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358 days difference in store refund policies

Which? investigates refund policies on the high street


Which? found nearly a year’s difference between some of the most and least generous refund policies at some of the UK’s biggest high street stores. 

Refund periods vary dramatically

When Which? carried out an investigation into the refund policies of 32 high street retailers in May, we found policies varied greatly.

Our research found there was 358 days difference between one of the most generous refund policies and the least. 

At Mamas and Papas, customers have a whole year to change their minds and receive a refund, while Harvey Nichols offers shoppers only seven days. 

Kitchenware retailer Lakeland took the top spot with an unlimited refund policy both in-store and online.

Getting a refund

If you simply change your mind about something you buy, shops are not legally obliged to give you a refund. However, all the high street shops we investigated offered refunds if customers changed their mind.

In addition, when we asked, all stores said they would be willing to offer an exchange if the customer no longer had the receipt, saying they’d be willing to trace the transaction on their system to provide a full refund. 

Refund on faulty items

Retailers have a legal obligation however, if an item you purchase develops a fault. Under the Sale of Goods Act, products must be of satisfactory quality, fit for purpose and should be as described.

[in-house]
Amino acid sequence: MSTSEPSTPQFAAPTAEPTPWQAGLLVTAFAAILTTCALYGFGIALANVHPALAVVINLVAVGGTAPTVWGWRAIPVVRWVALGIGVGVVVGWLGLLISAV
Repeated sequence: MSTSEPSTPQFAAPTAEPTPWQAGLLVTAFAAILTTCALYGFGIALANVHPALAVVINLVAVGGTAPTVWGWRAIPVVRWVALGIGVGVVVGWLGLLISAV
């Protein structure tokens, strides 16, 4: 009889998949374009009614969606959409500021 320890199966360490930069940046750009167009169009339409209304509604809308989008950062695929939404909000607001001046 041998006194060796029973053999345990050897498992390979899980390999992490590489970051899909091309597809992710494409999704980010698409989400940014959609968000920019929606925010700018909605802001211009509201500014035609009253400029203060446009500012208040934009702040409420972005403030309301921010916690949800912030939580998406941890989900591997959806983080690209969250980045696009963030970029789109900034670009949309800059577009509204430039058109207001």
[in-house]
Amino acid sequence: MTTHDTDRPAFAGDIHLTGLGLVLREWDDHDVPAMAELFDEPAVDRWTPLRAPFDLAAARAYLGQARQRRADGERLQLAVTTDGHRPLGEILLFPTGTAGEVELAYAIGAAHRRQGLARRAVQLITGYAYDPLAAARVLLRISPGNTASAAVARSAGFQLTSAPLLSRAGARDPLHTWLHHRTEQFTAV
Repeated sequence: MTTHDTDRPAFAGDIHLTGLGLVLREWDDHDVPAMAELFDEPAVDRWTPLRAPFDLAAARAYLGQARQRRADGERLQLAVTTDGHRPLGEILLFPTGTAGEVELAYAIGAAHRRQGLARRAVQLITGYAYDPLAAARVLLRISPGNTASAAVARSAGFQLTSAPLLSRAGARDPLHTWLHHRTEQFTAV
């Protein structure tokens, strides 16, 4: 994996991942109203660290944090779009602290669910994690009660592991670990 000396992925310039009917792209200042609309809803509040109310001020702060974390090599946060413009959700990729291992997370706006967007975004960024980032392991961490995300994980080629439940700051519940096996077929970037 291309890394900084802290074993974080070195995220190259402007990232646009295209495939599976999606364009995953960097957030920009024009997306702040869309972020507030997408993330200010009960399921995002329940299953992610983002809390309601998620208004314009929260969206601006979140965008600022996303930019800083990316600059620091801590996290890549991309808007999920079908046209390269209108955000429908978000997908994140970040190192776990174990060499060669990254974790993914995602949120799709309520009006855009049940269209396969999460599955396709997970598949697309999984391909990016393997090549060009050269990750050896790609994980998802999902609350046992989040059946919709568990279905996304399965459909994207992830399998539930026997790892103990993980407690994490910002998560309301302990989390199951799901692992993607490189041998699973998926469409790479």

If something develops a fault within the first few weeks, then you have the right to reject it and get a refund, or get a replacement or a repair if something develops a fault within six months of purchase. 

Refunds when shopping online

Which? found that some retailer’s online returns policies differed from their in-store ones, with 12% of shops having a shorter timeframe to make an online return, compared with in-store. 

The biggest difference was at retail giant Next, who allows only eight days to return an online order, compared with 28 days in-store. 

Outdoor and leisure stores were most consistent in their policies. All the top outdoor and leisure stores investigated had the same window for in-store and online returns, with Evans Cycles allowing customers a generous ninety days to change their mind. 

All stores complied with the Distance Selling Regulations, which state that you have seven days to cancel a purchase made at a distance, from the day after receiving the item.

Returning sales goods

A third of the outdoor and leisure, electronic and department stores had a shorter timeframe for returning items bought in a sale. Typically this was around half the period stated for full price goods. 

If you’ve changed your mind about an item bought in the sale, visit the Which? Consumer Rights website for more information on your rights when shopping in the sales.

More on this…

– Find out more about your consumer rights when shopping online
– Check out our guide to the best and worst high street shops
– Share your experiences of high street shop returns on Which? Conversation

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